Isn’t it bitterly ironic that the ‘Home of Democracy” is now a socialist cesspool that had to steal money from it’s own citizens bank accounts and is nothing more than a protectorate of the EU. There was nothing ‘good’ about King John – he disregarded the Magna Carta before the ink was dry. He was a murdering POS and the whole country hated him. Comparing today’s morals and the easy life we have to the nightmare of daily life for the average person 200 years ago and beyond. Slavery was commonplace for millineia – that’s how it was. Slavery is a morally repugnant business and disgusting practice and according to the UN about 27 million people are enslaved as I write this – mostly Muslim slave traders from the continent of Africa enslaving anyone they can. I also find it a bit unsettling the forgotten white slaves in history. There were more white slaves/indentured servants in pre Civil War US than black slaves. The Irish, Scots and many in that area were kidnapped for centuries before America was even thought of and sold into slavery. In ancient Rome more than 1 in 3 people were slaves. Black people from Africa that were enslaved by people in America don’t have the corner on being a slave. Not only that – why does Brazil NEVER get any admonition? A full 30% more slaves from Africa were brought to Brazil than the United States – yet Brazil remains unscathed by history revisionists. Not even Portugal who originally bought them from Africa from black slave traders who went into the jungle and pulled natives from their villages to sell to white slave traders for distant lands.

     
    • dalecooper57

      May 2, 2016 at 23:04

      All very good points. Thank you for taking the time to comment so comprehensively, I appreciate your contribution.

       

Leave a Reply

Fill in your details below or click an icon to log in:

WordPress.com Logo

You are commenting using your WordPress.com account. Log Out / Change )

Twitter picture

You are commenting using your Twitter account. Log Out / Change )

Facebook photo

You are commenting using your Facebook account. Log Out / Change )

Google+ photo

You are commenting using your Google+ account. Log Out / Change )

Connecting to %s

 
Little Fears

Tales of whimsy, humour and courgettes

JOHNNY SPANGLES

The random thoughts of a very rotten potato on travel, art, sport, bad dogs, good cats and other fake news...

The Lessons

that time forgot to teach

SOZ SATIRE

The Best of British Bullshit

Step-Parent's Sanctuary

The Stories Behind those (not so) Perfect Family Photos

Ellenbest24

words and scribble.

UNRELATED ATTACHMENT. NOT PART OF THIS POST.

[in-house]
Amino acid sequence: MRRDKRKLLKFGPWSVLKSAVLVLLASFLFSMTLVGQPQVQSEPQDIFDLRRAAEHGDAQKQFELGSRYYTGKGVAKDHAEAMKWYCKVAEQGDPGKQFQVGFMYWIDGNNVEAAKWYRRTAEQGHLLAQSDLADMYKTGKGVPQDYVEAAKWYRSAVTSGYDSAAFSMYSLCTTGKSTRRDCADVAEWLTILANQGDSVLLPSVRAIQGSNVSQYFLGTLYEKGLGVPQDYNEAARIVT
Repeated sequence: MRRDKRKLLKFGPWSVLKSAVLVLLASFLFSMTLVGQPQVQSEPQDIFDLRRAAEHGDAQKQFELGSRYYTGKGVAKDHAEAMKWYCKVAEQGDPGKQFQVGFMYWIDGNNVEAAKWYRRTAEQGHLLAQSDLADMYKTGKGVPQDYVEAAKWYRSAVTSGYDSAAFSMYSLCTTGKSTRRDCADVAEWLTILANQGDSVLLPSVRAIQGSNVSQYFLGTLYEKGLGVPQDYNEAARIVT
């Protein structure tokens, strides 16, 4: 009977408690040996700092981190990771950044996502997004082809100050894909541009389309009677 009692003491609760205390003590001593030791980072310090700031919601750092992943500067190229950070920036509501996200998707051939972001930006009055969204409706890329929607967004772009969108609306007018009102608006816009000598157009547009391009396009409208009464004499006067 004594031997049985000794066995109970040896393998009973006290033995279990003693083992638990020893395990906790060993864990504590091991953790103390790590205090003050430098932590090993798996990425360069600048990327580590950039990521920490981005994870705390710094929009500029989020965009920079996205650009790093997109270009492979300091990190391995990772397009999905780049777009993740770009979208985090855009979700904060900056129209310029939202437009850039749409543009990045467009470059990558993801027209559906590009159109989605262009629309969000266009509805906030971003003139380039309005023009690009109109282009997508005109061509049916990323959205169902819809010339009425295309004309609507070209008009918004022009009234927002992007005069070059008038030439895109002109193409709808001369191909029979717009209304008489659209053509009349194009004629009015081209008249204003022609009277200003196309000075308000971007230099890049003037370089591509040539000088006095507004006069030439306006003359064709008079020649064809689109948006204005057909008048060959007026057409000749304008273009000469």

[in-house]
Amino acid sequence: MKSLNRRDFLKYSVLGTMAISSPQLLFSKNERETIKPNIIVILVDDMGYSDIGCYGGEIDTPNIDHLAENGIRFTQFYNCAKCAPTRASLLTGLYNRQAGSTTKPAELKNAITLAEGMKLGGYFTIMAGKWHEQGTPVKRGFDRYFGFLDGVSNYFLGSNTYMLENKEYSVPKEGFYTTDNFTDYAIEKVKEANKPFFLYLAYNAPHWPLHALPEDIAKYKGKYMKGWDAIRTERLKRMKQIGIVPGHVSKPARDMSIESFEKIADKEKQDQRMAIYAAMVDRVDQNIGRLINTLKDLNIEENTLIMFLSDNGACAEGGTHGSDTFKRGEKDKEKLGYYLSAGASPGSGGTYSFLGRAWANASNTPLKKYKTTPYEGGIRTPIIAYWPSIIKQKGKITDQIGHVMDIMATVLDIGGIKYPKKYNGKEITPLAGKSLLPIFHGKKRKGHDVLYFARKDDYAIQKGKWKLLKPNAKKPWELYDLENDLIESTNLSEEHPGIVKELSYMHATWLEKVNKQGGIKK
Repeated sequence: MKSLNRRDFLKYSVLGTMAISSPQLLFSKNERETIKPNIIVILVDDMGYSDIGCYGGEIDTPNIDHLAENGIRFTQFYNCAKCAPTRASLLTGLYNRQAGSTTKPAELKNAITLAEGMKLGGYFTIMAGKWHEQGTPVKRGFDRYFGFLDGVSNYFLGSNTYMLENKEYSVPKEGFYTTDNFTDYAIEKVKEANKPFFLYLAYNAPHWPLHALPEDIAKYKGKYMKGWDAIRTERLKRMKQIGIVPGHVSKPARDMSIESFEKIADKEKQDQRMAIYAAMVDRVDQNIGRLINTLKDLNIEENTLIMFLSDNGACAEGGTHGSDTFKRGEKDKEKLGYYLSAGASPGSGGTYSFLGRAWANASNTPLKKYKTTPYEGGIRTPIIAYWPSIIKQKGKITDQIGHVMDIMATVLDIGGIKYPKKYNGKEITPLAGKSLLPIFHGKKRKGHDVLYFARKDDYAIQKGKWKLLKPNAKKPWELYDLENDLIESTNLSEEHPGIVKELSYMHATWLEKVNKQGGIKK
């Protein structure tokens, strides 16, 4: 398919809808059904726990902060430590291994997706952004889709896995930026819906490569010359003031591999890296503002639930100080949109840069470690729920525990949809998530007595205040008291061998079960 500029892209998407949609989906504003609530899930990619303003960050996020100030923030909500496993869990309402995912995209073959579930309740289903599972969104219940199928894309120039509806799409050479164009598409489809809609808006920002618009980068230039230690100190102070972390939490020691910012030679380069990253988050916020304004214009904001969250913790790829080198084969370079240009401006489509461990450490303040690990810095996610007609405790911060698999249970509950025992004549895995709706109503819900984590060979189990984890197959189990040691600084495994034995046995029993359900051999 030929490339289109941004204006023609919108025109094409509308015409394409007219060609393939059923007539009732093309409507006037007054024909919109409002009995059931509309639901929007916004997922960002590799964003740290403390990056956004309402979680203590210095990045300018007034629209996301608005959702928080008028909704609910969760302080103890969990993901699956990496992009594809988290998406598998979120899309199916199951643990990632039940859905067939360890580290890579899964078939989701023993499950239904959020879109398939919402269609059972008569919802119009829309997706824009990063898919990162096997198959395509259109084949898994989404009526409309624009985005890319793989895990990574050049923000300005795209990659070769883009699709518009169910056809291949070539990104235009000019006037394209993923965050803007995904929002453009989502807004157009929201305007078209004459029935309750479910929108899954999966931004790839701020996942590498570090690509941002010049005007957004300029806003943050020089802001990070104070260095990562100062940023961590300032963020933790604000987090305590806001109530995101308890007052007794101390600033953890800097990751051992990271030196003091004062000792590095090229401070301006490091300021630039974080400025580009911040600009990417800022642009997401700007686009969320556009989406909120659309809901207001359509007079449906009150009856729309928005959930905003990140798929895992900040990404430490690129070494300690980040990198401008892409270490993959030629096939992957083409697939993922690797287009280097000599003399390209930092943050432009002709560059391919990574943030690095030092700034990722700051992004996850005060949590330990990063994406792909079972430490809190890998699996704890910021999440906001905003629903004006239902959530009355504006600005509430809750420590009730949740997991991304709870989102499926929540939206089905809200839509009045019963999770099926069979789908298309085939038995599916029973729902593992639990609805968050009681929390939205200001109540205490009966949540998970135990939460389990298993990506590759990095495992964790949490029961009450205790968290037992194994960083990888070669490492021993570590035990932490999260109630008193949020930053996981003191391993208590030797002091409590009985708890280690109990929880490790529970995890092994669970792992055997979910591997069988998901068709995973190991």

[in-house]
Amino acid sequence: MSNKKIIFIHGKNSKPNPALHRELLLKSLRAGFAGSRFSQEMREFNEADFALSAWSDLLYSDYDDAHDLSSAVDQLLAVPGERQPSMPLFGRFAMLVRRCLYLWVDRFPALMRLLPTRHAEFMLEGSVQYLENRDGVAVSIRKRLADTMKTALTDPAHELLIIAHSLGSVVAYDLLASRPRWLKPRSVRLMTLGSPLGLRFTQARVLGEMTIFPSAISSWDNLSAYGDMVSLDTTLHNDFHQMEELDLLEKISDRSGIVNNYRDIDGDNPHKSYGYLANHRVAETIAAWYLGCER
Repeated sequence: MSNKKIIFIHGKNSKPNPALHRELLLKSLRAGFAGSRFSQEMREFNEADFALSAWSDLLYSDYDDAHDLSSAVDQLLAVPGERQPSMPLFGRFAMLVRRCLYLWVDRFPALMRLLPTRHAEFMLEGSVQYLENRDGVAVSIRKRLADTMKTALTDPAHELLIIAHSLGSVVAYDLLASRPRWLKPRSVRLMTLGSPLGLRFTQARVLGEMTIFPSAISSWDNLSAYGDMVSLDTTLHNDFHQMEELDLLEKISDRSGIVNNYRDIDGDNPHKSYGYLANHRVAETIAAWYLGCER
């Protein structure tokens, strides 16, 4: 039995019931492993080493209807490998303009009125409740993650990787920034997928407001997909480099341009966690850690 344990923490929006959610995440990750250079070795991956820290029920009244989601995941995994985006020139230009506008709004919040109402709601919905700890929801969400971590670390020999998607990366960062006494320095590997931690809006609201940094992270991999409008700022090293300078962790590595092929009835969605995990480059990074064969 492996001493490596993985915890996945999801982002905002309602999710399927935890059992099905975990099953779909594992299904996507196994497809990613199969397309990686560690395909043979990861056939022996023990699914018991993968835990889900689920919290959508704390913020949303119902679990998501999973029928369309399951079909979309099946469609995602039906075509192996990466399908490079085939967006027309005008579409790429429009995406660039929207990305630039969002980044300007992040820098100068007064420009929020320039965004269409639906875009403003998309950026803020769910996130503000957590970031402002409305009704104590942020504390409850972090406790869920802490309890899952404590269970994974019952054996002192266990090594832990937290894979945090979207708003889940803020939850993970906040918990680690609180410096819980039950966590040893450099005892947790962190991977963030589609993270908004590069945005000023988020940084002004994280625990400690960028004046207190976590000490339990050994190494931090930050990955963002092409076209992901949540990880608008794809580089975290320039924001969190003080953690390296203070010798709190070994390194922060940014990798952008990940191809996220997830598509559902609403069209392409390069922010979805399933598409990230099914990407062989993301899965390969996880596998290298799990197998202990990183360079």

sloppybuddhist

hedy bach photography mixed stories and music

Isabella Morgan

Opinions not otherwise specified

A Life in Transition

Poetry & Fiction

The Bee Writes...

.... don't expect anything...not even the unexpected...

Author Kyle Perkins

The latest and greatest of my documented daydreams

Luca Sartoni

Protector of Asynchronicity at Automattic

ONE MORE SHOT PLEASE

Immortalize Every Moment. Express With Panache.

Pages That Rustle

The journey from words to stories.

trickyemotions

For your mind only!

Waruni Anuruddhika

Film and photography

An Artist's Path

A space for creative seekers.

3nions

Learn WordPress & SEO from the beginning...

Tyler Charles Austen

Foul mouthed, Queer and Angry

balloonfacetrace

The facepainting and balloon twisting lady

Jamaica Ponder

...only a little bit famous

Art by Rob Goldstein

There is no common truth

Kristin King Author

True Story...

bluchickenninja

graphic designer // bibliophile // geek

thegirlwhofearoblivion

To Share, To Connect, To Create, To Inspire.

unbolt me

the literary asylum

swo8

Music means something

Broken Castles

Shattered long ago...

Joshi Daniel Photography

Images of People Photoblog

iamthemilk

Every day I'm jugglin'.

The Write Project

"The answer is to write." - Richard Rhodes

b e t u n a d a

I'm interested in THE GLUE BETWEEN THINGS. "Back on planet URTH" i search for and study desert wombats and inukThingies (they're like inukshuks) while rambling in the high desert of western Colorawdough.

Seabornen

enthusiast photography

BizChair Square

Stop Yearning, Start Earning

Sass and Sauce

A dash of sass, a dollop of sauce!

The Dissatis Faction

An immersive curation of culture for artists and wanderers of the web

A Whispered Wind

The Works of Lori Carlson

A Momma's View

My thoughts about homeschooling, health and fitness, being an expat, kids and just life in general. My personal Lifestyle Blog!

%d bloggers like this: